The opinion of the court was delivered by: Simandle, U.S. District Judge
Defendant Wayne J. Moruzin, charged with bank robbery and attempted jury tampering, represented himself in the trial preparation phase of this case, having waived his right to counsel. When his behavior became more implausible, self-defeating, and sometimes bizarre, this Court ordered an evaluation of his mental competency to stand trial, under the authority of 18 U.S.C. § 4241(b), because there was "reasonable cause to believe that the defendant may presently be suffering from a mental disease or defect rendering him mentally incompetent," under 18 U.S.C. § 4241(a). This Court, by Order filed April 7, 2006, ordered a mental competency evaluation.
The Federal Bureau of Prisons ("BOP"), which had been holding Moruzin in pretrial detention at the Federal Detention Center in Philadelphia ("FDC Philadelphia"), transferred him to the Federal Medical Center in Lexington, Kentucky ("FMC Lexington") for purposes of a competency evaluation by the mental health professionals there.
The evaluation was completed during June and July of 2006, and a comprehensive Forensic Report, dated August 7, 2006 (Ex. G-2) was prepared and forwarded to the Court and provided to counsel. On September 7, 2006, this Court revoked Moruzin's pro se status pending resolution of his mental competence. Also on that day, attorney Mark W. Catanzaro, a member of this Court's Criminal Justice Act Panel, who had served as stand-by counsel during Defendant's self-representation, was appointed as counsel pursuant to the Criminal Justice Act for purposes of representing Moruzin, since representation by counsel is required at a competency hearing, see 18 U.S.C. § 4247(d).*fn1
The hearing was convened on October 5, 2006, at which time the Court heard the testimony of the BOP's Forensic Psychologist, Judith (Betsy) Campbell, Ph.D., who authored the final report. (Ex. G-2.) Various exhibits were also received into evidence, including detailed testing results (Exs. G-3A & 3B) and eight letters written by Mr. Moruzin from his confinement before, during, and after the competency evaluation (Exs. WM-1 through WM-8.) Mr. Moruzin attended and declined to testify at the hearing. As explained in Part III below, this Court has carefully evaluated Moruzin's competency by considering such factors as evidence of irrational behavior, demeanor in court, mental health diagnosis, and Dr. Campbell's opinion regarding Moruzin's lack of present competency. This Court finds that Mr. Moruzin is suffering from a mental disease or defect rendering him mentally incompetent to stand trial, pursuant to 18 U.S.C. § 4241(d) and applicable case law.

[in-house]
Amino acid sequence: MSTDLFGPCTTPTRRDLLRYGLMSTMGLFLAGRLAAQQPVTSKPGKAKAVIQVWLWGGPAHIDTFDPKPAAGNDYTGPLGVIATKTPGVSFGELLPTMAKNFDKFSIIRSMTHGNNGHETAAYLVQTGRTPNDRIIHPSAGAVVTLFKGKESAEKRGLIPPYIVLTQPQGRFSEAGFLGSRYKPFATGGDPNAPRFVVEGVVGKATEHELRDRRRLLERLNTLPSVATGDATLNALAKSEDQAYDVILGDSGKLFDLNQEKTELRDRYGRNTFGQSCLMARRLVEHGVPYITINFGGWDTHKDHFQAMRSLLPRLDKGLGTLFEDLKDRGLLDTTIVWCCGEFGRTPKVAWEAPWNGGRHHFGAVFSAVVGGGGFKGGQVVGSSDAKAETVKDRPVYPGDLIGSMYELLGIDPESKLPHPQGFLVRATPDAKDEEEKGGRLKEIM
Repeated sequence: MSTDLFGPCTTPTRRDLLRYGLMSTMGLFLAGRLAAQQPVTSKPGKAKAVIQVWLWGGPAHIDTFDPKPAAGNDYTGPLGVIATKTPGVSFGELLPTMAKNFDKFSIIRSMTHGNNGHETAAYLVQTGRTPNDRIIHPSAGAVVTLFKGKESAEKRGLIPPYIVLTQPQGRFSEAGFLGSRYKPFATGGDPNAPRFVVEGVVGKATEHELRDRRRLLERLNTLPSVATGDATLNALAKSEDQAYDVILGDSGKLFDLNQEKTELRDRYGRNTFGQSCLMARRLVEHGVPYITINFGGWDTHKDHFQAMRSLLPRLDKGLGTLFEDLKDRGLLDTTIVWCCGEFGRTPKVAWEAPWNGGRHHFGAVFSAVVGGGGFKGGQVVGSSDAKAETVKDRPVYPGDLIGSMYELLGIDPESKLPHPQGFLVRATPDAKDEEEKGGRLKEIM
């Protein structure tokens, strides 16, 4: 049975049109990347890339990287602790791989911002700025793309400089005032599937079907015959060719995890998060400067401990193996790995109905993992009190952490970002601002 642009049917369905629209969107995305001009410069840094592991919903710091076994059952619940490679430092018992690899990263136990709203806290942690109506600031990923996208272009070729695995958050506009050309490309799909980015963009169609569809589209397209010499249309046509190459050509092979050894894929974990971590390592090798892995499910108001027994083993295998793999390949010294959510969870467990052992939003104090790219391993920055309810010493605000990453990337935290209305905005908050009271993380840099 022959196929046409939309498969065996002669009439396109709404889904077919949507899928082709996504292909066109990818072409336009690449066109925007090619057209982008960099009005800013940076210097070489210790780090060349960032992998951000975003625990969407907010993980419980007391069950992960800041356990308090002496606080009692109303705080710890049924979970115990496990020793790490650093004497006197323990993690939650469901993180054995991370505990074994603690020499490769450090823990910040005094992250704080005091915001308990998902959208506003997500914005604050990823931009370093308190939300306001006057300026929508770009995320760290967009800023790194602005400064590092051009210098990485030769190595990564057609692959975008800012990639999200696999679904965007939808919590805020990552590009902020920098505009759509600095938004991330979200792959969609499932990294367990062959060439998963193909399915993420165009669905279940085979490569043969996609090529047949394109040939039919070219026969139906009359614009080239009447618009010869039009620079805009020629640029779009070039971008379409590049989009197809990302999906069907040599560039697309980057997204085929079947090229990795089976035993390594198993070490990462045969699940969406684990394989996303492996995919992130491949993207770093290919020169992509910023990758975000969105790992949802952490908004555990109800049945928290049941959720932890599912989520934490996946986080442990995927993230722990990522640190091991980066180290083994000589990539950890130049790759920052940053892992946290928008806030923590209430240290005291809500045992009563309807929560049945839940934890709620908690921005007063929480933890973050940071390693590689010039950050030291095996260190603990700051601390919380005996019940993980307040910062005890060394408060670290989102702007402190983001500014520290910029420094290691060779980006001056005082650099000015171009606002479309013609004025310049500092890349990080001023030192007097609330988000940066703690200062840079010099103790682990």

II. COMPETENCY HEARING PROCEDURE
In order to determine a criminal defendant's competency to stand trial, the district court must follow a mandatory process set forth in 18 U.S.C. § 4241. See United States v. Haywood, 155 F.3d 674, 680 (3d Cir. 1998). "The steps in that process are intended to culminate in a record-based judicial determination of competence in every case in which there is reason to doubt the defendant's competence to stand trial...[t]he Due Process Clause of the Constitution requires no less." Id. (citing Pate v. Robinson, 383 U.S. 375, 385 (1966)). First, a district court has a duty to order a competency hearing "at any time prior to sentencing of the defendant...if there is reasonable cause to believe that the defendant may presently be suffering from a mental disease or defect rendering him mentally incompetent." 18 U.S.C. § 4241(a). Next, the court may order "a psychiatric or psychological examination of the defendant, and that a psychiatric or psychological report be filed with the court" to provide evidence for the hearing." Id. at § 4241(b).
Third, if the Court determines that it must hold a competency hearing, the hearing must be conducted pursuant to 18 U.S.C. § 4247(d). Id. at § 4241(c). Under Section 4247(d):
At a hearing ordered pursuant to this chapter the person whose mental condition is the subject of the hearing shall be represented by counsel . . . . The person shall be afforded the opportunity to testify, to present evidence, to subpoena witnesses on his behalf, and to confront and cross-examine witnesses who appear at the hearing.
18 U.S.C. § 4247(d). Upon the conclusion of the hearing, the district court may make a determination regarding the defendant's competency which is guided by 18 U.S.C. § 4241(d) which states, in pertinent part:
If, after the [competency] hearing, the court finds by a preponderance of the evidence that the defendant is presently suffering from a mental disease or defect rendering him mentally incompetent to the extent that he is unable to understand the nature and consequences of the proceedings against him or to assist properly in his defense, the court shall commit the defendant to the custody of the Attorney General.
The Third Circuit has interpreted Section 4241(d) to mean that a district court must look at the unique circumstances of the case and decide whether, by the ...